Burger? Patty? Cake? Aren't they all the same? In my opinion, it depends a lot upon where you grew up, but, in my neck of the woods, when it comes to this type of culinary trivia, folks don't play patty-cake. A "burger" is ground meat (beef, lamb or pork) or poultry, shaped into a disc, cooked, and placed on a round bun to eat. A "patty" is a burger that is eaten with a knife and fork, or, placed between two square slices of bread to eat (patty-melt-style). A "cake" refers to burgers and patties made with delicate fish, seafood or vegetables and can be eaten like a burger (on a bun) or a patty (knife and fork), or, served as a side-dish.
1/4 cup chimichurri sauce
3/4 cup each: diced green and red bell pepper, and, red onion
3/4 cup chopped cilantro leaves
3/4 cup grated habanero cheddar cheese
1 1/2 cups restaurant-style tortilla chip crumbs (6 ounces)
2 large eggs, lightly-beaten
2 teaspoons sea salt (Note: Since you're dealing with raw chicken in this recipe, you can't taste for salt, so if this is the first time you're making this recipe, you're going to have to put your trust in me. That said, this amount of salt is based upon the salt in my chimichurri, the cheddar and the salt in the tortilla chips, so, if you make any substitutions, take that into consideration.)
~Step 1. In the work bowl of food processor fitted with steel blade, place 4 ounces of hand-crumbled restaurant-style tortilla chips. Turn motor on and process to crumbs, about 25-30 seconds. You will have 1 1/2 cups of crumbs. Remove from processor and set aside. Add chicken to work bowl, and, using 25-30 rapid on-off pulses, coarsely grind the chicken.
~Step 2. Place all of the ingredients, except for the eggs (do not add the eggs at this time), in a large bowl, and, using your hands, thoroughly combine. Add the eggs and mix again. Cover the bowl with plastic wrap and set aside for 30 minutes to allow the crumbs to absorb moisture.
~ Step 3. Using a kitchen scale as a measure, divide the chicken mixture into 8, 7-ounce balls and place on a 17 1/2" x 12 1/2" baking pan that has been lined with parchment paper. Cover with plastic wrap and refrigerate for 1-1 1/2 hours. Refrigeration is important -- it will firm the patties up prior to frying.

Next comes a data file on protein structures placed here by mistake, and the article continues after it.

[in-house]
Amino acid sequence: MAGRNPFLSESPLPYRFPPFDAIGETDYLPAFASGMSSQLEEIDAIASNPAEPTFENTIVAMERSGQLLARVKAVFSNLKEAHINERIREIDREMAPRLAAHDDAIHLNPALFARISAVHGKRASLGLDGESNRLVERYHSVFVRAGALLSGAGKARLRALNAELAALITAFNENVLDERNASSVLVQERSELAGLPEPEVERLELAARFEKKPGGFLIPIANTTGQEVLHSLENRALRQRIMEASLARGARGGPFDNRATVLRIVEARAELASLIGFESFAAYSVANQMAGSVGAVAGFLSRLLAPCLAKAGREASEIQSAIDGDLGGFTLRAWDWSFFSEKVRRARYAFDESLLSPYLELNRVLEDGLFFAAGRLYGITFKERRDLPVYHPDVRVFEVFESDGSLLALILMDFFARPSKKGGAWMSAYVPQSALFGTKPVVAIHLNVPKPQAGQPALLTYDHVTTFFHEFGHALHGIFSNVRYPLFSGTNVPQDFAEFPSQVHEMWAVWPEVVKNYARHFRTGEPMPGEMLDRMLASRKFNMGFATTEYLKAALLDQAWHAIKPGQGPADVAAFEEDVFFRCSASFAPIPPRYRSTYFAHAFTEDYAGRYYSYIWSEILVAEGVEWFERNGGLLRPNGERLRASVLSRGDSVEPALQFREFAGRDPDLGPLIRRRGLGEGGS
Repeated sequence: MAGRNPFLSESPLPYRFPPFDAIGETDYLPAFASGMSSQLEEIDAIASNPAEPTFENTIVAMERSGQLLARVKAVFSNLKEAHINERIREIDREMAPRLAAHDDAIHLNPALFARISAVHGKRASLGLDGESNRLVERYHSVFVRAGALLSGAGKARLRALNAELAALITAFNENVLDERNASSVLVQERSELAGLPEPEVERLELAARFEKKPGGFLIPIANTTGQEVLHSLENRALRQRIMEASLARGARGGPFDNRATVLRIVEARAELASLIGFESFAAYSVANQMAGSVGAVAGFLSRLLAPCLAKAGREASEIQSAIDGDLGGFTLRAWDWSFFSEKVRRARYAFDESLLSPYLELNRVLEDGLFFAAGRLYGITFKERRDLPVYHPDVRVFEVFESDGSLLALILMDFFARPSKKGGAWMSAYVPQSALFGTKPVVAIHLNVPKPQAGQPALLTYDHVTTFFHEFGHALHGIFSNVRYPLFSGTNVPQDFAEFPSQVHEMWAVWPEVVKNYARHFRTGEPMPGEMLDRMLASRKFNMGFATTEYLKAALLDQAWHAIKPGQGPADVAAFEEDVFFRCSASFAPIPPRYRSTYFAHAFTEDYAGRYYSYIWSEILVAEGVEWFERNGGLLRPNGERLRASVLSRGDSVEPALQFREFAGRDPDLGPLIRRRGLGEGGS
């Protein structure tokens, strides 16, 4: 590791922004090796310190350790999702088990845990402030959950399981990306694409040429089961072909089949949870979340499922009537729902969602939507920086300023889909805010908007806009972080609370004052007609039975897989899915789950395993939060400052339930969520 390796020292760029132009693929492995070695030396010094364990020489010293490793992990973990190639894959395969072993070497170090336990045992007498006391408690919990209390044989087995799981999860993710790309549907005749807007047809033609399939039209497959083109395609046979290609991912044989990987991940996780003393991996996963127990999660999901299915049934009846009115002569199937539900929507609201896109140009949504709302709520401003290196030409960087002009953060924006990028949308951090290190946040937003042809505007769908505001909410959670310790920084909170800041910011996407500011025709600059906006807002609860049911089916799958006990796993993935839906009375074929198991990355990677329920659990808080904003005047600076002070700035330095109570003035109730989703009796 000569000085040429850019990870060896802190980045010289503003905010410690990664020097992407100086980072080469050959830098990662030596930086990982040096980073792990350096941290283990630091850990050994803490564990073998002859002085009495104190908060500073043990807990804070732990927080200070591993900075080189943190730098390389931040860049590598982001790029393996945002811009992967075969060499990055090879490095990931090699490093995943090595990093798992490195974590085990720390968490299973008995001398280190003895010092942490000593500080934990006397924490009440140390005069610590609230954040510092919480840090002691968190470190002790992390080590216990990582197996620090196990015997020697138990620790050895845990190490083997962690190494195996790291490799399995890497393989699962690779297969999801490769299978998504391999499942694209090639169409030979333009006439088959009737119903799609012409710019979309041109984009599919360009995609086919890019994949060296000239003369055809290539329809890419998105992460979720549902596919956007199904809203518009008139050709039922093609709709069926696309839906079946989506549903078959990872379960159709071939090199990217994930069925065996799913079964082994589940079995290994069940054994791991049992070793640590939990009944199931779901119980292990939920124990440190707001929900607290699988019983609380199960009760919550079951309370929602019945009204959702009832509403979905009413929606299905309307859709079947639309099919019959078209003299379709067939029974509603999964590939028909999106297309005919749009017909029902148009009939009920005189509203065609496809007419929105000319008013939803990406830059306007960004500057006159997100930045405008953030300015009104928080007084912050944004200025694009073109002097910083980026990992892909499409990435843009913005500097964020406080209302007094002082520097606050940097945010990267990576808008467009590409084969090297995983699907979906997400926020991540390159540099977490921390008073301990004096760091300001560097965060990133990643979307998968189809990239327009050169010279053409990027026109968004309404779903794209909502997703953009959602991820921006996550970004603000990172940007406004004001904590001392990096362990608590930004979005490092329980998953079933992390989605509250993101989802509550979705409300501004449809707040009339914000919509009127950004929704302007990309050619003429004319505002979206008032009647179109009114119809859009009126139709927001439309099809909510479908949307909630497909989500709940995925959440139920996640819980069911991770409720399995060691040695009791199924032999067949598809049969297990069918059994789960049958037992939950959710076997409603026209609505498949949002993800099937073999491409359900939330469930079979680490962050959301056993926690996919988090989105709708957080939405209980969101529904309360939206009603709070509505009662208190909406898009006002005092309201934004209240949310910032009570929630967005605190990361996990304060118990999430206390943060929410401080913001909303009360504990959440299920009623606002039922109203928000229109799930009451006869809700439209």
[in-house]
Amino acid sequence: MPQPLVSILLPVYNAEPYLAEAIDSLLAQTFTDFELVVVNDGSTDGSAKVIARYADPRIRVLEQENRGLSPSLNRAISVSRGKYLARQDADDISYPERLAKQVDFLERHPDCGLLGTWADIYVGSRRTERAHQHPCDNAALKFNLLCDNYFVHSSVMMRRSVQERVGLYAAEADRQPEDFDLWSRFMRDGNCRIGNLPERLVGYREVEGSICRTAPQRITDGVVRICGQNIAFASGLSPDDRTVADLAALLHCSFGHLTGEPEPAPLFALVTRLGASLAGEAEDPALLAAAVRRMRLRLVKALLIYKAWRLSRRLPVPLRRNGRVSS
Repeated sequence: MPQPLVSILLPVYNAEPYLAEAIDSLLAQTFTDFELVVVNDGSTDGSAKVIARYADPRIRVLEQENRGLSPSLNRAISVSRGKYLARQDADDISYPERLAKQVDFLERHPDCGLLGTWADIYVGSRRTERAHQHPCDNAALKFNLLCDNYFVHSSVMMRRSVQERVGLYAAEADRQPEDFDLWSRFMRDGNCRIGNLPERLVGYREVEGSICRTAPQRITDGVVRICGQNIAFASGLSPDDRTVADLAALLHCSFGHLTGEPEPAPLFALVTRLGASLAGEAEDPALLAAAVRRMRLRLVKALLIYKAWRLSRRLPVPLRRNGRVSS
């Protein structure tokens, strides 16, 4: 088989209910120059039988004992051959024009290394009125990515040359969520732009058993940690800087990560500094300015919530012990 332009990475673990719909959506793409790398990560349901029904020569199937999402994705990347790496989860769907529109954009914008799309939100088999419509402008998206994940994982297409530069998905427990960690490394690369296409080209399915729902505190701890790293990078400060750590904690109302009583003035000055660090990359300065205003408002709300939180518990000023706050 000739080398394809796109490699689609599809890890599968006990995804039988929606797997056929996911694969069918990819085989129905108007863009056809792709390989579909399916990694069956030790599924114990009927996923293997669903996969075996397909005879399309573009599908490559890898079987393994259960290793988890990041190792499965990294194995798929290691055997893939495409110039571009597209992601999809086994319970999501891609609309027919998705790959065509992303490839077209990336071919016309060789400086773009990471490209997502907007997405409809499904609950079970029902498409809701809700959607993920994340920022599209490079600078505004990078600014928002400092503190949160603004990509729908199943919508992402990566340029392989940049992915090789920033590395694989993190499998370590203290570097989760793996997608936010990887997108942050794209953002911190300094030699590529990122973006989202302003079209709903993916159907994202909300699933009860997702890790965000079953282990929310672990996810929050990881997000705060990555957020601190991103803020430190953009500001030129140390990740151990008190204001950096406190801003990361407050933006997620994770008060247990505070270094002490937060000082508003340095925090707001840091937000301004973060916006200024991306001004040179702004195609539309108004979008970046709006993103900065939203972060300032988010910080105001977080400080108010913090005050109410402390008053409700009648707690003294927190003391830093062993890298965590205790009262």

While patties are cold (do not let them come to room temp), gently place four of them into the oil, wait one minute then lower the temperature to 325 degrees, then fry until golden brown on both sides, turning only once, about 6 1/2-7 minutes per side. Transfer to a paper-towel-lined plate to drain. Repeat process with the remaining four chicken patties.
Note: While all eight will fit in the skillet at the same time, I always do this in two batches because eight cold patties lowers the temperature of the oil too fast and too much, which risks them falling apart before their bottoms can brown.
How to make my Crispy Crunchy Corn Tortilla Wisps for garnish:
Add 1/4" corn oil to a 12" skillet. Heat over medium-high heat until wavy lines appear on the surface.
~ Step 2. Add all of the tortilla strips to the hot oil in the skillet. Fry until golden brown, about 4 minutes, using a spatula to keep the wispy strips moving around in the oil the entire time. Transfer to a paper-towel-lined plate and immediately sprinkle with a generous grinding of sea salt.
Serve as a snack with your favorite ice cold beer...
Special Equipment List: cutting board; chef's knife; hand-held box grater; food processor; plastic wrap; kitchen scale; 17 1/2" x 12 1/2" baking pan; parchment paper; 12" skillet or electric skillet, preferably nonstick; nonstick spatula
Cook's Note: I serve these Southwestern-style chicken patties atop a puddle of cream corn. For a vegetarian option, my recipe for ~ Cod Cakes w/Creamed Corn & Crisp Tortilla Wisps ~ can be found in Categories 3, 13, 14, 19 or 20!
"We are all in this food world together." ~ Melanie Preschutti
(Recipe, Commentary and Photos courtesy of Melanie's Kitchen/Copyright 2016)